Article categories: Guest EditorialsIssue 63
July 31st, 2009

Broadcasted acts of terror, handheld devices recording atrocities. Democracy bloggers disappearing, totalitarian regimes active. Home theatre systems, labour rights eroded. A decade of conservative government, bad brains for P.M. Celebrity babies birth, children dying. Art in Australia, responding to fear and entertainment…

Graffiti Released Installation by Emile Zile

Graffiti Released Installation by Emile Zile

In the year 2006 some of the most vital, illuminating and socially engaged Australian media art is emerging from the streets, non-commercial servers and bedroom studios of this wide, brown land. Within this publication of ANAT’s Filter Magazine Lo-fi vs Hi-tech, is the filtered residue from four writers on the topic of lo-fi/hi-tech and interventionist Media Art, profiling artistic initiatives that utilise latest hand held mobile technology and internet as un-censored information portal, to outmoded, retro-engineered or public projection technologies that provide comment on Australian culture and society.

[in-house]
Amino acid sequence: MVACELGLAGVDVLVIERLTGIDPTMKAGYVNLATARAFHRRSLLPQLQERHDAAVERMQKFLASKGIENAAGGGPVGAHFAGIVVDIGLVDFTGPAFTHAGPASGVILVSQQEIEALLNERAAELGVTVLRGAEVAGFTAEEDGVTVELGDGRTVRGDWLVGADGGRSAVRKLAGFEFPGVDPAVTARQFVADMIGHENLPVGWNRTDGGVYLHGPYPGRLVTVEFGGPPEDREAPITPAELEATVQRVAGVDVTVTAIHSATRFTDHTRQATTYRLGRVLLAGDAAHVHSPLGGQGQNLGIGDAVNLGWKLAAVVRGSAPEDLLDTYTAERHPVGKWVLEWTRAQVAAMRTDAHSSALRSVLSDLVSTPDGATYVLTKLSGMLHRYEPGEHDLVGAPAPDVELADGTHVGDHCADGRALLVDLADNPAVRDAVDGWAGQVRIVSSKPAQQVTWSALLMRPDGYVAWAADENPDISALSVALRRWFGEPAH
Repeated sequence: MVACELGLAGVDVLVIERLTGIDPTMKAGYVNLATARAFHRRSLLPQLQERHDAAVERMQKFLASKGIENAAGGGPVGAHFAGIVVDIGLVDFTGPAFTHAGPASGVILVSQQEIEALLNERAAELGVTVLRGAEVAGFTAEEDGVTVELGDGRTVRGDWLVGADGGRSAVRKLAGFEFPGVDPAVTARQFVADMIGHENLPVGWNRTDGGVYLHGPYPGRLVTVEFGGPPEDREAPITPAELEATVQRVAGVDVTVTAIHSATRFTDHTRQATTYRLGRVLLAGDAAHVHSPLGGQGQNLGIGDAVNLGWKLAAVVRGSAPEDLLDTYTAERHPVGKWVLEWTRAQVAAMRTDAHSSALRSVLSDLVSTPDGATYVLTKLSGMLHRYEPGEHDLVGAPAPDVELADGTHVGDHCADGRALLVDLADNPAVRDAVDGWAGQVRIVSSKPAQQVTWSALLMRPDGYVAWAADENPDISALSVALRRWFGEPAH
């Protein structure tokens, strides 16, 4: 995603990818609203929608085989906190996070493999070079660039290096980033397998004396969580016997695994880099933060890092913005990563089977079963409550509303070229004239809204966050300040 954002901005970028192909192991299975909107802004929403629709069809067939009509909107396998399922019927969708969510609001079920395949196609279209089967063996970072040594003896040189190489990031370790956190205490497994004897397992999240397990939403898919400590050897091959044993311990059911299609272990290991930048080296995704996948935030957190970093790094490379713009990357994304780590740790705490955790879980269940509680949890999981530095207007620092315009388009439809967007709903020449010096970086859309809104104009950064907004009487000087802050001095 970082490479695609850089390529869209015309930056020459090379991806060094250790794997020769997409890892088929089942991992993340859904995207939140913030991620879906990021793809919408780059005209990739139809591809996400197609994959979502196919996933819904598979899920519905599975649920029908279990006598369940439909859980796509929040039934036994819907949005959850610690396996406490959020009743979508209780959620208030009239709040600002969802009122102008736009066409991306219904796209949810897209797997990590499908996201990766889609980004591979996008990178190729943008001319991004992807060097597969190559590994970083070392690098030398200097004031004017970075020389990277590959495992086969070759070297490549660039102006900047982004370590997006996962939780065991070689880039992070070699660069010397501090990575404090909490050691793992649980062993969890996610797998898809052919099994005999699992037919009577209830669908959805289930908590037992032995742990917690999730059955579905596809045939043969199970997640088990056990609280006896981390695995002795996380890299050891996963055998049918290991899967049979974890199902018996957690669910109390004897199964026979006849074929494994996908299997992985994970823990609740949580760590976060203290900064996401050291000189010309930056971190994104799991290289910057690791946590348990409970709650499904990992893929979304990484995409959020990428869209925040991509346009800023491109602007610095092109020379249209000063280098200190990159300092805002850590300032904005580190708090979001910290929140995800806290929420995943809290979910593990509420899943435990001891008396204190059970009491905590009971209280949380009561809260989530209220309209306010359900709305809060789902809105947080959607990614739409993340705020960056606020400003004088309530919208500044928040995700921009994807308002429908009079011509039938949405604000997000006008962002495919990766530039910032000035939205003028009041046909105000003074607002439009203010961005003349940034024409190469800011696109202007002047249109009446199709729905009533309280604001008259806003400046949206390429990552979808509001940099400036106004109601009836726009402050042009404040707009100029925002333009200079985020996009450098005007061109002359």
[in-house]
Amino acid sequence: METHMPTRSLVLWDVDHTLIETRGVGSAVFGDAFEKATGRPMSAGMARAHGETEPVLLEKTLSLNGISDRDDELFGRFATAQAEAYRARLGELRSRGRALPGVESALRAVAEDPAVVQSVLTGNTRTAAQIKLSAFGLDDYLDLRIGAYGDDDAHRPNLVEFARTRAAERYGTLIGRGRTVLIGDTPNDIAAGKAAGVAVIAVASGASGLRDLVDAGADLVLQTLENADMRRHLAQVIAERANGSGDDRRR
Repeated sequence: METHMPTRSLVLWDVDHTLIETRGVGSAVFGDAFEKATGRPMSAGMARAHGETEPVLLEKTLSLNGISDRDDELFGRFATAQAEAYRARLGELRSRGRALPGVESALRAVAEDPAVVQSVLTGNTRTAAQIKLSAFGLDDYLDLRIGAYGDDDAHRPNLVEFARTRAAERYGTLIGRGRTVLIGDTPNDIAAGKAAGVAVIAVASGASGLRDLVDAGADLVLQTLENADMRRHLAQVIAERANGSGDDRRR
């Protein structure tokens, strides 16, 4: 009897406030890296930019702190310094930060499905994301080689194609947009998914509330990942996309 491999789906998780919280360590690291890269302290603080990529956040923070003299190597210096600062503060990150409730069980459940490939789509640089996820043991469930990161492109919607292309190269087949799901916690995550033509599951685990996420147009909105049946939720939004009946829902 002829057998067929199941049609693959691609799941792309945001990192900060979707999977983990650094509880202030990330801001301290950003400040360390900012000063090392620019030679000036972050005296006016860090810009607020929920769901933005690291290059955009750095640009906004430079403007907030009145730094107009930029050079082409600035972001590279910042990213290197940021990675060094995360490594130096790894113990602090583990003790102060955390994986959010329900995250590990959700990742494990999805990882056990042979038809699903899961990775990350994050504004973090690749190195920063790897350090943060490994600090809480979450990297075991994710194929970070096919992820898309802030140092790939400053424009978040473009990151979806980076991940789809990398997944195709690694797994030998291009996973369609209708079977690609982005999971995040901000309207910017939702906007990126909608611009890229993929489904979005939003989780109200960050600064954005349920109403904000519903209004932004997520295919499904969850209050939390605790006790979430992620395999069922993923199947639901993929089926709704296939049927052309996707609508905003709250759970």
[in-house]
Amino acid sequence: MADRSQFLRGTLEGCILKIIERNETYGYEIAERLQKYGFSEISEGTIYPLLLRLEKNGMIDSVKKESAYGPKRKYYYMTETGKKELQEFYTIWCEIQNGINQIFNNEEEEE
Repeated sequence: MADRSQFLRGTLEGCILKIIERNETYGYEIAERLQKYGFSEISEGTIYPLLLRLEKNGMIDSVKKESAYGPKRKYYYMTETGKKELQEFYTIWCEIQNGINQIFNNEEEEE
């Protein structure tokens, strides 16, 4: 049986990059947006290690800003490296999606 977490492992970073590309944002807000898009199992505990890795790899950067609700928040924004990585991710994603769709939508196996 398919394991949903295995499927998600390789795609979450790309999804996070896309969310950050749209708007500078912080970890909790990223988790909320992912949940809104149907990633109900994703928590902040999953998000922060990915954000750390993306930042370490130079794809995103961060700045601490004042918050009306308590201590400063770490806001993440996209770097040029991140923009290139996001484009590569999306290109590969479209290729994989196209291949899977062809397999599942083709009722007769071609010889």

Unable to respond to these projects, government funding bodies generally remain on the outer – funding is neither sought out or given for a large range of interventions that use underground or illegal methods to reach a public audience. Whether out of economic necessity, political conviction or as a means to sabotage the techno-fetishism that large-scale Media Art can be beholden to, the artists filtered into these pages prioritise hybrid processes, a playful criticality and a ‘Do It Ourselves’ ethos.

Kirsten Bradley covers outdoor renewable energy audio-visual systems including the mobile video projection units that Stealthvideo unleashed on the streets of Sydney as the year 2000 Olympic Games loomed large. Meg Mundell interviews the filmmaking duo behind the Seditious Intent film festival, which uses the net as a distribution point for autonomous real-world film screenings. Jean Poole gives examples of Australian art practice that voices environmental concerns (while putting its money where its mouth is), and art that questions social and cultural sentiment in Australia. Finally, Megan Patty goes browsing in the avant-pop dissection of shopping and architecture performed by spat+loogie for the multi-artform Next Wave Festival 2006.

As always,
Just Do It™

Emile Zile
Emile Zile is a Melbourne-based media artist.

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‘Graffiti Released’ from Emile Zile on Vimeo.

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One Response to “Lo-fi vs Hi-tech – mash up culture: do it ourselves”

  1. admin says:

    For a review of Zile’s work by Megan Patty visit